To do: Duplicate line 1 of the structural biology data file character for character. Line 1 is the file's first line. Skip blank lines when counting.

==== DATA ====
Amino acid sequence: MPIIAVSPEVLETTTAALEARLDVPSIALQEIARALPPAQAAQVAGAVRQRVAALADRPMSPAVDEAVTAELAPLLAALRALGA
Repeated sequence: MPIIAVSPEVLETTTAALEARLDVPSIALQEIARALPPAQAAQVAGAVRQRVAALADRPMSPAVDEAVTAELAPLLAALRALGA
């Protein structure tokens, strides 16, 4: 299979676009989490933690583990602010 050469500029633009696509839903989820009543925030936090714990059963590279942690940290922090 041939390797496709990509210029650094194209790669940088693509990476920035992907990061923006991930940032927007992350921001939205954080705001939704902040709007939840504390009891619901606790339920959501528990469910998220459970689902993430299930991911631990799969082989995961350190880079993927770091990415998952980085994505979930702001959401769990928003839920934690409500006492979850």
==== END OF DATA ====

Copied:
Amino acid sequence: MPIIAVSPEVLETTTAALEARLDVPSIALQEIARALPPAQAAQVAGAVRQRVAALADRPMSPAVDEAVTAELAPLLAALRALGA